AP tests are given at the end of grueling courses, such as AP Biology, AP Calculus, AP Chemistry and AP Statistics. Simply earning a passing grade (3 out of 5) is difficult. Asparouhov and Wright aced every test they tried.
"We felt the need to attract more and more students into the math and science disciplines because we feel that those are the disciplines that are going to have the solutions for the global challenges that we have, such as clean energy, health care, clean water, the environment, and the efficiency of manufacturing in the United States," said Tom McCausland, chairman of the Siemens Foundation board.
This fall, Asparouhov will attend Massachusetts Institute of Technology (MIT), and Wright is still deciding between the University of Utah and Brigham Young University.
"I was really happy and told my parents about it," said Wright, who plays the piano and violin. "They were really proud of me."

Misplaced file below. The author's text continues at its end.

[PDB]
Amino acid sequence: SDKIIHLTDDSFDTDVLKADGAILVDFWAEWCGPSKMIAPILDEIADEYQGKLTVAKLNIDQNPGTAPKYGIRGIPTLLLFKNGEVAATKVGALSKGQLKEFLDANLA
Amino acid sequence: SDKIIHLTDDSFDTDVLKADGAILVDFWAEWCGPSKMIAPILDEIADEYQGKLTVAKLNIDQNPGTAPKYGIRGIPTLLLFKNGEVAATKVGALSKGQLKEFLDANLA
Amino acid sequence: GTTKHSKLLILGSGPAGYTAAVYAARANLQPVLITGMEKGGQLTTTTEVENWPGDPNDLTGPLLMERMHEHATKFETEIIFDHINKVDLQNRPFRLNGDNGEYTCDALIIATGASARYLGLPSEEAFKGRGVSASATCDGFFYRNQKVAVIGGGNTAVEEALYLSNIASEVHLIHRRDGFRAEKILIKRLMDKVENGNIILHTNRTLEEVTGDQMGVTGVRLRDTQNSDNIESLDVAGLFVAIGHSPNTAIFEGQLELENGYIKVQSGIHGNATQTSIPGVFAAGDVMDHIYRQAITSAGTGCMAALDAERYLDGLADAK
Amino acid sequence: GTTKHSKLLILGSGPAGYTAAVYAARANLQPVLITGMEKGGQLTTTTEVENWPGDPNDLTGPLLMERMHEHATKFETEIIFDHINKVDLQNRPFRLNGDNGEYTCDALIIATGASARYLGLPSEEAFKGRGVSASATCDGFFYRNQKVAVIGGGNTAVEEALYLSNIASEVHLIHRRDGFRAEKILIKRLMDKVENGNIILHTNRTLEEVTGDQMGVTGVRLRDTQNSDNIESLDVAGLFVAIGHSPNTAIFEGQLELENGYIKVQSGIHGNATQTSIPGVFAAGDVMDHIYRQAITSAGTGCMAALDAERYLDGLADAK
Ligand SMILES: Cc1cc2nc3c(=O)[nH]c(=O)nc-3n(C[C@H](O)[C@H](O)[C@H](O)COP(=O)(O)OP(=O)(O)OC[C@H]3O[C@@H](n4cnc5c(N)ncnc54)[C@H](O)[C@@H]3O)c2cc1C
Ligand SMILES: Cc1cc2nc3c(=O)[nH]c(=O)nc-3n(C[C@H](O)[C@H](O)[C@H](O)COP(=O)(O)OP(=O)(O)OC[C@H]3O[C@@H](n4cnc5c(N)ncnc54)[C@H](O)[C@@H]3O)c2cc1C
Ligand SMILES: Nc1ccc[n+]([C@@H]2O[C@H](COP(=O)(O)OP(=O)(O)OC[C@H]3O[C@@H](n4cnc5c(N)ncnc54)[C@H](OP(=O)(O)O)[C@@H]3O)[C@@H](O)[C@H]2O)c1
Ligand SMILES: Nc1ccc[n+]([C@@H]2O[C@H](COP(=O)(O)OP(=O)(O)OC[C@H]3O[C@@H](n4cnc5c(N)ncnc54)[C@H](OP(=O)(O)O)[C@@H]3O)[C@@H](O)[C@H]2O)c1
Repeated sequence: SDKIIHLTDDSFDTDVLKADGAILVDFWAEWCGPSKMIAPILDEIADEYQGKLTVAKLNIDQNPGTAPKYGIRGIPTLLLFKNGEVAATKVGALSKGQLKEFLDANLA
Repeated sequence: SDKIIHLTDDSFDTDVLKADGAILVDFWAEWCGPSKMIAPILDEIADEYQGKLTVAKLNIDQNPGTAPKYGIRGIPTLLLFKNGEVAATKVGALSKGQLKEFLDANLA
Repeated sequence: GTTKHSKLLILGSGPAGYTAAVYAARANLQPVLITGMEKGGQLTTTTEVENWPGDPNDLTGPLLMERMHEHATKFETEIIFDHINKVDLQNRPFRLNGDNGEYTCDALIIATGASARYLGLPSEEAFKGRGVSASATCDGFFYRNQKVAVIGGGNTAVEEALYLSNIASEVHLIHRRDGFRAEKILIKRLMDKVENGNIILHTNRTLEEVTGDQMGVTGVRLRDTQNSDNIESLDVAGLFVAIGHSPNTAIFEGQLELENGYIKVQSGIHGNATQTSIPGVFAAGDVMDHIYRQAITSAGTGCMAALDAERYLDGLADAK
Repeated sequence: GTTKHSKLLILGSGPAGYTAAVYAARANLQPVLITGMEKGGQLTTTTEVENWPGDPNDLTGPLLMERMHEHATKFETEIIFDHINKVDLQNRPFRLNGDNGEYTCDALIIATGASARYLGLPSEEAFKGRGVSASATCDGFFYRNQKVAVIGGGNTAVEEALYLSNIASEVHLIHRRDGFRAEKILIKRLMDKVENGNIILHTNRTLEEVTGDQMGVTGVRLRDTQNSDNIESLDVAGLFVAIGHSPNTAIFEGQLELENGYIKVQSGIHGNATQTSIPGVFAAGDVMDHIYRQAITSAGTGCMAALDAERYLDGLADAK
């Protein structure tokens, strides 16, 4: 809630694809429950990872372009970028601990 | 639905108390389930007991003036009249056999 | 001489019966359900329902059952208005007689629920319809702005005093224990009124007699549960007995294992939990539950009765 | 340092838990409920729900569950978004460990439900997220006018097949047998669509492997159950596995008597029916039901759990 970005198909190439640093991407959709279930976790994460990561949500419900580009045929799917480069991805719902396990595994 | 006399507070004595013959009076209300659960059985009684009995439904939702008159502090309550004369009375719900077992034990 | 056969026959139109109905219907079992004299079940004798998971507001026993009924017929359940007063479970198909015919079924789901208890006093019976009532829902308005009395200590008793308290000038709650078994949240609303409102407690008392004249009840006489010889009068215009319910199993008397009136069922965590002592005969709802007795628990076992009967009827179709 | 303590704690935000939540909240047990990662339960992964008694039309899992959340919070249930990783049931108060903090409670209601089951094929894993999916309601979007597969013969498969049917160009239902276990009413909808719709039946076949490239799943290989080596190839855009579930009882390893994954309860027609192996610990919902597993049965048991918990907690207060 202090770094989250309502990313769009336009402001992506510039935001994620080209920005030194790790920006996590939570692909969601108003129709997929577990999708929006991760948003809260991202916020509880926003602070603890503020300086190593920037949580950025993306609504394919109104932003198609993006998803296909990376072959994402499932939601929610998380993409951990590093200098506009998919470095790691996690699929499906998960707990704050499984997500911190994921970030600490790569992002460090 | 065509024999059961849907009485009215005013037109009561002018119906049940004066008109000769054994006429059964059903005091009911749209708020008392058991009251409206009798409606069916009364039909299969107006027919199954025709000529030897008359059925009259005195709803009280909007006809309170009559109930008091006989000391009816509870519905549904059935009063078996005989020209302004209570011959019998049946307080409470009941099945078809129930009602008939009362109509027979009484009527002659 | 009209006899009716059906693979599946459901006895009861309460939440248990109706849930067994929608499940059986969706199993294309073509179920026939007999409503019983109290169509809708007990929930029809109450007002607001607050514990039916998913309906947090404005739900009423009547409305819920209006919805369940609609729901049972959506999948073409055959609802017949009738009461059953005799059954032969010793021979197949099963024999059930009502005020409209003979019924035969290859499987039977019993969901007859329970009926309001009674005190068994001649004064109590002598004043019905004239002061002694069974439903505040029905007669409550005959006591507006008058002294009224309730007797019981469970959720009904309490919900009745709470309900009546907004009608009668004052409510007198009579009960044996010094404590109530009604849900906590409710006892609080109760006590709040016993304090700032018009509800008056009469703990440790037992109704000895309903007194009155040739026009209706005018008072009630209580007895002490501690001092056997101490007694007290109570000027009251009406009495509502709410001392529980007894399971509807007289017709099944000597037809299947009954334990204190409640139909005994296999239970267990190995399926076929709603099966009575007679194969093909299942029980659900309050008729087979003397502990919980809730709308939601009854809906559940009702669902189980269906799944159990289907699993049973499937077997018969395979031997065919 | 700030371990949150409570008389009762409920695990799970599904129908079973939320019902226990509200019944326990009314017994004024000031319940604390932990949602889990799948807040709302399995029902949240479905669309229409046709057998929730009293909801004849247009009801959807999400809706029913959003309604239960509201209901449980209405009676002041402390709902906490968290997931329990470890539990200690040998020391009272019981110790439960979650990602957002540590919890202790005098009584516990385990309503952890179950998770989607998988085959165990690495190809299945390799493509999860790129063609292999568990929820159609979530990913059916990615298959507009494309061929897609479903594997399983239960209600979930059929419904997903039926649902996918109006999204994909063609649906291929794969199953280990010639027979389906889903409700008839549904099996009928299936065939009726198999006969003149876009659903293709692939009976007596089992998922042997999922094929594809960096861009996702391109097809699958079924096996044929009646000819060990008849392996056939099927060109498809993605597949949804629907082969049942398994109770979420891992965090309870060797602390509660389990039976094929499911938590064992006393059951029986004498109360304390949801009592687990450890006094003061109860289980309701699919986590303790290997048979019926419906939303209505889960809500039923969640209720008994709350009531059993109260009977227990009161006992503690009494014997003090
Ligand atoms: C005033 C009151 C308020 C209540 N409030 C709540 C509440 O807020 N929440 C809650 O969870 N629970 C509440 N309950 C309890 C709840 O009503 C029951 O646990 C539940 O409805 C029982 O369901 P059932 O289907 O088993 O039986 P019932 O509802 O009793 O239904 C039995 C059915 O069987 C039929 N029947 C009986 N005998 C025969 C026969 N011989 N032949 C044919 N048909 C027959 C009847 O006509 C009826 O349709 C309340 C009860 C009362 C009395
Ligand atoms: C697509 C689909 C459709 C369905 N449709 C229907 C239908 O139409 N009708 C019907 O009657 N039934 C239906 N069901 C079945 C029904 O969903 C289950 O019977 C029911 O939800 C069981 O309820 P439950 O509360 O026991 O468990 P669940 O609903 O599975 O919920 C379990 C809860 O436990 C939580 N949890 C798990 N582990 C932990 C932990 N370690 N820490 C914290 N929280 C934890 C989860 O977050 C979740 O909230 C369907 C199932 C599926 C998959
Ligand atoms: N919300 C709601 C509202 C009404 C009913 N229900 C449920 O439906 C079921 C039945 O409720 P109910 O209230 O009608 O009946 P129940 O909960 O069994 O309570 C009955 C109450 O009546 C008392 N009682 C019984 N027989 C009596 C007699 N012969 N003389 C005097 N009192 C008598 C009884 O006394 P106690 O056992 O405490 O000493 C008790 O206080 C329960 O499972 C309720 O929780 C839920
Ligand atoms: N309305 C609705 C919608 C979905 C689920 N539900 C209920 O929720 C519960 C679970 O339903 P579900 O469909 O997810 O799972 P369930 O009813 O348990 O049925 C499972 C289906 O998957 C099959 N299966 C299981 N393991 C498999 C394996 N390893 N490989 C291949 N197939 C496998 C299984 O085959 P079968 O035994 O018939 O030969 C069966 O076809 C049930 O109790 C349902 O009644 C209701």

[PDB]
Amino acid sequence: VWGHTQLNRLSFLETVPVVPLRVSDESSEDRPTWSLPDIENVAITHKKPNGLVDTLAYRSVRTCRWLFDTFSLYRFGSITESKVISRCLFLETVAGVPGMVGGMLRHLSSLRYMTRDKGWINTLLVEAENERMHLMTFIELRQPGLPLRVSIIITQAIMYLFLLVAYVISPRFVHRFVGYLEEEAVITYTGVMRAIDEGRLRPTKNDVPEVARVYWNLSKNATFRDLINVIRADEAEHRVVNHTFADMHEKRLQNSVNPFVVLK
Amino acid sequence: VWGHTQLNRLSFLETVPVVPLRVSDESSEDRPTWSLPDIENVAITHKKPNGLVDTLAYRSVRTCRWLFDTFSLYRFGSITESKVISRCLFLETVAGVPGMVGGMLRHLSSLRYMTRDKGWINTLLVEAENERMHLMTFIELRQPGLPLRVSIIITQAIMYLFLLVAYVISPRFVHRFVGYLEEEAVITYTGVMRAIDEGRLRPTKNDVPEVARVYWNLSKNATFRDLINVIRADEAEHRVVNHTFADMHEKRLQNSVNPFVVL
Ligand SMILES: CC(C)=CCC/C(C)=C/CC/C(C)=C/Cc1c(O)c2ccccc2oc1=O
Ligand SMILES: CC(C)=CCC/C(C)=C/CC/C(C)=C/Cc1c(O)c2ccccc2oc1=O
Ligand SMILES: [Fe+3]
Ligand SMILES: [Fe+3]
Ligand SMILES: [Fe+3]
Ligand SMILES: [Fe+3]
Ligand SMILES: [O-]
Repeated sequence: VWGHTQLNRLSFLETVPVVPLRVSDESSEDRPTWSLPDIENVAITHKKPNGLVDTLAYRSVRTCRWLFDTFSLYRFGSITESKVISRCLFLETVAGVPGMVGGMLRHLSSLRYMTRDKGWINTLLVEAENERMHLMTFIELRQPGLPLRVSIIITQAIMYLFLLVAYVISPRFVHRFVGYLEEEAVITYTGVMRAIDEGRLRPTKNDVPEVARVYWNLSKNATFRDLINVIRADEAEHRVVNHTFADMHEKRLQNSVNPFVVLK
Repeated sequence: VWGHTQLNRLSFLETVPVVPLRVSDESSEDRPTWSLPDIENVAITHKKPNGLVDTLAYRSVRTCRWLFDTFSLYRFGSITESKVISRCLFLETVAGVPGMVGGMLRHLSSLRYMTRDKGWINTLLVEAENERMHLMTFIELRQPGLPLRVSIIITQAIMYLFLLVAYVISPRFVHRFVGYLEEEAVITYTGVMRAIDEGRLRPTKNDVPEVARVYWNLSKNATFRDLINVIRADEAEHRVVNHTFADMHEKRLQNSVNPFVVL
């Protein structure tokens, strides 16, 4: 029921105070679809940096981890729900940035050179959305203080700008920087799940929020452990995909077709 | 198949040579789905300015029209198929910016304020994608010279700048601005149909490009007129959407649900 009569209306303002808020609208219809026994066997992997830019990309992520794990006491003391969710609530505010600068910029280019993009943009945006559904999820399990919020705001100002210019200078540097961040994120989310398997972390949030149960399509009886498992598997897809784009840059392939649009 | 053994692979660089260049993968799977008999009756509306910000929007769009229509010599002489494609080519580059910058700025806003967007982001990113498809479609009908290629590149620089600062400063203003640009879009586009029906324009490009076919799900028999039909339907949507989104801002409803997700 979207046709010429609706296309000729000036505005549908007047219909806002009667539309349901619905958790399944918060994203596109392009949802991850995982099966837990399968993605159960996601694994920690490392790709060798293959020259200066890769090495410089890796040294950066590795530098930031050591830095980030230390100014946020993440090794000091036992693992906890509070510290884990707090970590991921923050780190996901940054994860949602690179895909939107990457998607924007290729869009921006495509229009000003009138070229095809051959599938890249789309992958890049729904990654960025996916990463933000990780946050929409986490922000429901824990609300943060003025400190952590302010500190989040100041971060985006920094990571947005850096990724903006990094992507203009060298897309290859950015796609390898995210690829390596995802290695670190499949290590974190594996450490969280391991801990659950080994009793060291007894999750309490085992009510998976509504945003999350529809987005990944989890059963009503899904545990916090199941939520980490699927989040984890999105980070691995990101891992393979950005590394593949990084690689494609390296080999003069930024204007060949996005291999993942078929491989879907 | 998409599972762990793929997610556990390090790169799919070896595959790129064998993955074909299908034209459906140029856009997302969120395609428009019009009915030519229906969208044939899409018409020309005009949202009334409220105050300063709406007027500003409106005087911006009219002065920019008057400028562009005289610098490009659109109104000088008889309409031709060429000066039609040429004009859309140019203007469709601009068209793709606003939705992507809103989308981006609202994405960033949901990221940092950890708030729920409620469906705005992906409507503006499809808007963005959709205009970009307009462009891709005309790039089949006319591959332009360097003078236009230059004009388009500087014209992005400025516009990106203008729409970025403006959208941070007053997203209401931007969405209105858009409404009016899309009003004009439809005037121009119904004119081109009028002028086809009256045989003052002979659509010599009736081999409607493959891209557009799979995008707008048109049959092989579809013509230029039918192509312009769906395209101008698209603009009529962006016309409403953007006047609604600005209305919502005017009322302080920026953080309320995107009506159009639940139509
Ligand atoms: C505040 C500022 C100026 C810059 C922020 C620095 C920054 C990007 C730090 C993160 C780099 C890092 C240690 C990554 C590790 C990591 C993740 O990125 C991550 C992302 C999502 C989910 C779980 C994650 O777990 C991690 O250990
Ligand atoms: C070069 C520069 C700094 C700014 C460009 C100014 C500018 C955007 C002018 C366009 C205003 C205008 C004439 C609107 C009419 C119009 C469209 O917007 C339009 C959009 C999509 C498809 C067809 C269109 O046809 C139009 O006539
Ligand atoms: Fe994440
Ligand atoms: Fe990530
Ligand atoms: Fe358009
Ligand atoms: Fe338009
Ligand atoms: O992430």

Meanwhile, busy Asparouhov forgot to tell his mother he'd won the award for a few weeks. The Bulgarian-born teen was nonchalant about the Siemens Award, but not about being accepted to MIT.
"We heard a huge scream from downstairs," remembered Elena Asparouhova of the day in December her son learned his dream of attending MIT would come true.
Asparouhov chose MIT over his parents' alma mater, California Institute of Technology, because it has a varsity crew team. Rowing is a passion of his, along with building and programming robots.
"I'm not surprised; he's absolutely brilliant," said Erick Chen, a fellow West student, when he heard about his friend's award. "One of the great things about him is he is remarkably humble about his achievements. There are certain types of people who wear their AP scores stamped across their forehead, and he isn't one of them."
Both students plan to pursue careers in the math or science fields.
"These students are in the top hundredth of one percent of students in the country," McCausland said. "These are the best and brightest kids in math and science in the country."